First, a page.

(Milla Jovivich is (all)) The Three Musketeers Review

The Three Musketeers
By Bret Dorman

Complaint: Wah, they are doing another version of The Three Musketeers!

Complaint: Wahhh, this version is directed by Paul W.S. Anderson!

Complaint: WAHHH, they have steampunk flying ships in this version!!!

Solution: Get over it.

Solution: Get over it.

Solution: Get over it.

The Story: The Three Musketeers save the day. Also, Milla Jovovich is The Supreme Being (read: Perfect).

Okay, so the story is a little more involved than just The Musketeers saving the day and perhaps more convoluted than it needs to be.

Here is a run down of the characters:

Athos (Matthew Macfadyen) – He is the ‘leader’ of The Musketeers. Most the movie you will spend trying to figure out who he is if you don’t already know until one point (for me it was near the end when he was drolling on about ‘the plan’) you realize that he is the ‘annoying guy’ from Shaun of the Dead.

Pathos (Ray Stevenson) – He is the one in The Musketeers who wears the skull on his chest and brutally kills everyone. Wait…

Aramis (Luke Evans) – He is the religious one of The Musketeers. He kind of looks like Orlando Bloom which is weird because Orlando Bloom is in this movie.

Duke of Buckingham (Orlando Bloom) – He is a bad guy who for whatever reason decides what is cool in the fashion realm by choosing a color.

D’Artagnan (Logan Lerman) – He wants to be a musketeer and upon setting off onto an adventure immediately challenges four people to death. He is a punk rocker in a cute Disney sort of way.

Cardinal Richelieu (Christoph Waltz) – He secretly controls The King and is a bad man. He basically plays The Jew Hunter but with not nearly as good material.

King Louie XIII (Freddie Fox) – He is a very effeminate man who wants to dress fancy and be in style. Oh, and he likes women?

The Queen (Juno Temple) – Is an adorable little Queen who saves the day sometimes because she is just so nice and adorable.

Constance Bonacieux (Gabriella Wilde) – Is supposed to be a love interest to D’Artagnan.

Rochefort (Mads Mikkelsen) – Captain of the guards to The Cardinal. He is very good at fighting but not against The Musketeers. He gets yelled at a lot.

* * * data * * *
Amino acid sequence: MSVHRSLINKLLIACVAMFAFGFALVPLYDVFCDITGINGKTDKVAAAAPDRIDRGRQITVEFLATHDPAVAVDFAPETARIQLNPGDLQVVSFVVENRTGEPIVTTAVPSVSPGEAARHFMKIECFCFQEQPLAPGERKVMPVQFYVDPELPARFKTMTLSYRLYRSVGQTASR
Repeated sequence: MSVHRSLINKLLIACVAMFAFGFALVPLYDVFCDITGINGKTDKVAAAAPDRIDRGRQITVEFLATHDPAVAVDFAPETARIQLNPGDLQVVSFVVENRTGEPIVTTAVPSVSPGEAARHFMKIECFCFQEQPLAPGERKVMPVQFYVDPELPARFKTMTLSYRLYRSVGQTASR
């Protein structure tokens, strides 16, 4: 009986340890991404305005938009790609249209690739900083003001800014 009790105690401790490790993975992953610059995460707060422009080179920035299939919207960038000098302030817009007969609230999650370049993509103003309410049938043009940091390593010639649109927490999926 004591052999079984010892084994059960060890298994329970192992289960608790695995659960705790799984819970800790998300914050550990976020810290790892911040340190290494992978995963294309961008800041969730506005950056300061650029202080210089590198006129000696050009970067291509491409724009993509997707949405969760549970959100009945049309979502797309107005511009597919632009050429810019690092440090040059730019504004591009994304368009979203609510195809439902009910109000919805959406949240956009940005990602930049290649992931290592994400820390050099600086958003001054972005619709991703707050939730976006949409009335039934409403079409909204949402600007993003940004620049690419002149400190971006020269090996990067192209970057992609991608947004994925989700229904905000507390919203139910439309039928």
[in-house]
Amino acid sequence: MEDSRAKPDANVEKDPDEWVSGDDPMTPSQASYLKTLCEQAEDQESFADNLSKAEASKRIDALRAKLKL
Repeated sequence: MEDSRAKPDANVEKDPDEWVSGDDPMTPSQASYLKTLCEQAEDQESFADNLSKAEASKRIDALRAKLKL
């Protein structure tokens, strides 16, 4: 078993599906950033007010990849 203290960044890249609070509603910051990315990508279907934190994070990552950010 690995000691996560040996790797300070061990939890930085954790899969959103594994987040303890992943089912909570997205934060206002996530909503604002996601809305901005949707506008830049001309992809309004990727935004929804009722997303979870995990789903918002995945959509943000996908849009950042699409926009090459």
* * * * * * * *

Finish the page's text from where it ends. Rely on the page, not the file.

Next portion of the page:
Milady (Milla Jovovich) – Is some sort of mercenary spy who is really good at stealth and fighting and seduction and plays everyone against each other and is extremely beautiful. <3.

Okay, so all these people are sometimes friends and sometimes enemies. The plot sorts itself out.

The opening sets this up as 'not your average Three Musketeers' movie as they are very clearly Gen-Y video game characters doing cool things with extremely made up weapons. I'm all for giving The Musketeers as modern makeover of sorts. Why not. If you want to watch the 'regular' version they already made it. Or just wait another couple years, I'm sure they'll do it again. Why not have steampunk flying ships.

And honestly, the steampunk flying ships worked their way into the movie way better than I thought. Leonardo DiVinci. Boom. Done. Just mention that guys name and you can make anything possible. Wanna add laser beams and teleporters to The Musketeers? Leonardo DiVinci. Boom.

Basically people just like complaining whenever any little detail isn’t exactly like the source material. One, that’s virtually impossible to do (unless you are Sin City, in which case your source material is almost just story boards for the movie anyway). Two, it’s virtually pointless. Why make the exact same thing? I don’t get it. Why not change it up?

So I applaud this movie for sticking to its guns. Besides, I don’t remember everyone getting this bent out of shape when Wild Wild West had a giant mechanical spider. Is it because there is no source material for Wild Wild West or because it’s a perfect film? (note: both of those aren’t true.)

People are going to pick on the film for being lame. There is a bit with D’Artagnan and his lady friend about cockiness and Tuesday. This is almost parody of what real movies can actually accomplish with flirting and callbacks. But it’s Paul W.S. Anderson, when has he ever done anything really competent?